Diocesan News

With Travel Restrictions Easing, Catholics Eager to Visit Holy Sites

‘We’re not tourists. We are pilgrims,’ says Aux. Bishop Emeritus Cisneros

MELVILLE, L.I. — There is a great deal of excitement in the Diocese of Brooklyn over the impending return of pilgrimages to important religious sites.

Catholics longing to walk in the footsteps of Jesus Christ will finally get that chance now that COVID-19 restrictions are easing and opportunities for international travel to the Holy Land and other sacred sites are opening up again.

The diocese canceled all pilgrimages as of March 2020 due to the pandemic — putting on hold Catholics’ hopes of seeing the Holy Land, the Vatican, and other meaningful places. Now that they are returning, organizers are thrilled.

“It will be a joy to bring people to some of these events that they have been looking forward to attending,” said Father Gerard Sauer, pastor of St. Patrick’s Church, Bay Ridge, who has served as the diocesan director of pilgrimages since 2006.

The first of the diocese’s post-pandemic pilgrimages will be led by Auxiliary Bishop Emeritus Octavio Cisneros and will involve a trip to Germany and Austria on May 17-26 of 2022.

The journey promises to have deep meaning for the travelers because they will have the unique opportunity to see the famous Oberammergau Passion Play — performed only once every 10 years — in the small Bavarian village in Germany. 

It is perhaps fitting that the first trip is to Oberammergau, according to Bishop Cisneros. He pointed out that the village began presenting a depiction of the Passion of Christ in 1634 as an attempt to ward off the Bubonic Plague.

“Today, you call it COVID-19. For all practical purposes, it’s the same,” he said.

The diocese works with Peter’s Way Tours, a travel company based in Melville, to plan the Oberammergau pilgrimage. The company, which has been in business for 38 years, has organized thousands of religious pilgrimages to the Holy Land, the Vatican, Greece, Turkey, and other places.

The year 2021 provides a fresh start for everyone, said Peter Bahou, president of Peter’s Way Tours. When the pandemic hit last year, his company was forced to cancel pilgrimages that had been booked for 200 U.S.-based groups.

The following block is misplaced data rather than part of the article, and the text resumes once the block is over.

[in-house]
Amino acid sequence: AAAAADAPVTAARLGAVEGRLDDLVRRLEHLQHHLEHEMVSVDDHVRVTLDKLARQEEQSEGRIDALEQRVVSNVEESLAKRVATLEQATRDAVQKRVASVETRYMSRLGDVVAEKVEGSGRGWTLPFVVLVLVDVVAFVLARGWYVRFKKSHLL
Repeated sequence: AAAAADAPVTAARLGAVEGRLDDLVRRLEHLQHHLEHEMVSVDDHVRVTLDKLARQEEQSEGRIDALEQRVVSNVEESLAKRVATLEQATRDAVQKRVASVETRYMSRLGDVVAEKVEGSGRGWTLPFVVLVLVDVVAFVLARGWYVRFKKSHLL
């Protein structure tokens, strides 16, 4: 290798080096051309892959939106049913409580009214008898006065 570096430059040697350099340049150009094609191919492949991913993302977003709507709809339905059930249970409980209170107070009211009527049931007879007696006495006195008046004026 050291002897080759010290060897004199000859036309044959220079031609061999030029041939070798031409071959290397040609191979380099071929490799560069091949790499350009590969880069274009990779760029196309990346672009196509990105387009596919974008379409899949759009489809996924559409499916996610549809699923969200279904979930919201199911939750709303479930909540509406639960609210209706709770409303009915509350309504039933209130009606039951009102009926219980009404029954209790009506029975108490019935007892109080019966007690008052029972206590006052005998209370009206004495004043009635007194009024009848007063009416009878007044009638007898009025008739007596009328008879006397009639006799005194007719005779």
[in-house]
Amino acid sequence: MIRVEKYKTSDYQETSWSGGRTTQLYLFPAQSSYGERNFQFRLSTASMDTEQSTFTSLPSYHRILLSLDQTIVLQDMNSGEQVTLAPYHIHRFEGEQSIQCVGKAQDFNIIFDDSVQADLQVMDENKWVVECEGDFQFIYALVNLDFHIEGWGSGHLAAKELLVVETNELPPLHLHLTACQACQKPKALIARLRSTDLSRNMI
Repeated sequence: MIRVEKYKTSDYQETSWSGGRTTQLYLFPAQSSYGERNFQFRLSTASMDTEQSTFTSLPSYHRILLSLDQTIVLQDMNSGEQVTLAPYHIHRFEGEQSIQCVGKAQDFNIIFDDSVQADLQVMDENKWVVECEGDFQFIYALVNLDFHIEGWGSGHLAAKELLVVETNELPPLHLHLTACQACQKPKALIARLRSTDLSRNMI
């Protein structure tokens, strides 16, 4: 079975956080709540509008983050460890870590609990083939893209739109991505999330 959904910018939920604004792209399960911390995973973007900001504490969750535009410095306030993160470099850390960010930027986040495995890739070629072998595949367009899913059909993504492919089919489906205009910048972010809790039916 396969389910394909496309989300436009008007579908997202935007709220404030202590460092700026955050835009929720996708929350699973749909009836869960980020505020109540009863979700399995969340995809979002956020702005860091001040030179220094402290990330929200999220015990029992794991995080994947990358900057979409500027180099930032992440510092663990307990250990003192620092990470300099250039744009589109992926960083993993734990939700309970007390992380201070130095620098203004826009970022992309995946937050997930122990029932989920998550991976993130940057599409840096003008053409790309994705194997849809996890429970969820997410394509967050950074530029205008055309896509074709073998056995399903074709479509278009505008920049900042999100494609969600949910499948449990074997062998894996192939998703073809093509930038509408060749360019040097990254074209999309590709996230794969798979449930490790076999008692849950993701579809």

With COVID-19 travel restrictions starting to lift, “we have to celebrate!” Bahou said. The phones at Peter’s Way Tours are already busy, and the company is organizing 20 tours scheduled to take place between July and December of this year.

Peter Bahou, president of Peter’s Way Tours, said he is looking forward to organizing pilgrimages to the Holy Land and other religious places. (Photo: Paula Katinas)

Bahou mentioned, however, that safety is first and foremost when planning pilgrimages.

“We want to make sure people are comfortable and traveling with confidence,” he said, predicting that travel will increase as time goes on.

“Once the vaccines open up in Europe, we will be getting phone calls,” he said.

Bahou and his staff have been monitoring travel regulations in all countries they plan to send pilgrimage groups to, watching for up-to-date information on any existing restrictions, such as proof of vaccinations or COVID-19 test results.

Travel to Europe is showing signs of opening up. On May 19, the European Union announced it was easing restrictions on travelers coming in from non-EU countries. 

The new policy means that people who have been vaccinated and who enter an EU country will no longer have to quarantine or be tested for COVID-19. No date has been set for when the new rule will go into effect.  

Pilgrimages are special types of journeys that give Catholics a chance to get closer to their faith and are not just about taking selfies at famous sites or filling suitcases with souvenirs, religious leaders cautioned.

“We’re not tourists. We are pilgrims. We go with a spiritual purpose,” said Bishop Cisneros, who still has fond memories of his first trip to the Holy Land decades ago.

Bahou understands the importance of pilgrimages, saying: “It is not only business, for us. It’s a ministry. It gives us the energy to see those pilgrims traveling, coming back so happy.”

The Diocese of Brooklyn has a long history of providing opportunities for church parishioners to participate in pilgrimages. For many years, the diocese offered bi-annual pilgrimages to the Basilica of the National Shrine of the Immaculate Conception in Washington D.C. 

“Thousands of parishioners from our parishes would converge on Washington D.C. to pay tribute to Our Lady,” Father Sauer said.

In 2006, Bishop Nicholas DiMarzio expanded the pilgrimages to include spiritual journeys to international sites and tapped Father Sauer to direct the trips.

“He thought people would feel that going with the diocese might provide some comfort in deciding where to go and who to go with,” Father Sauer said of the bishop.

While there are pilgrimages to permanent places of interest — such as the Holy Land and Rome — the diocese also organizes groups to attend specific events announced by the Vatican, such as World Youth Day, the International Meeting of Families, and the Eucharistic Congress.

“We look forward to going to World Youth Day in Lisbon in 2023,” Father Sauer said.

An experienced traveler like Father Sauer said he always finds something new, even when visiting a place he has seen many times before.

“Every time I’m away, something different will strike me,” he said. 

Another thrill for him is seeing how excited pilgrims become when they arrive at a sacred site.

“Seeing the sites through other people’s eyes, to see the meaning it has for them, is great,” Father Sauer said.

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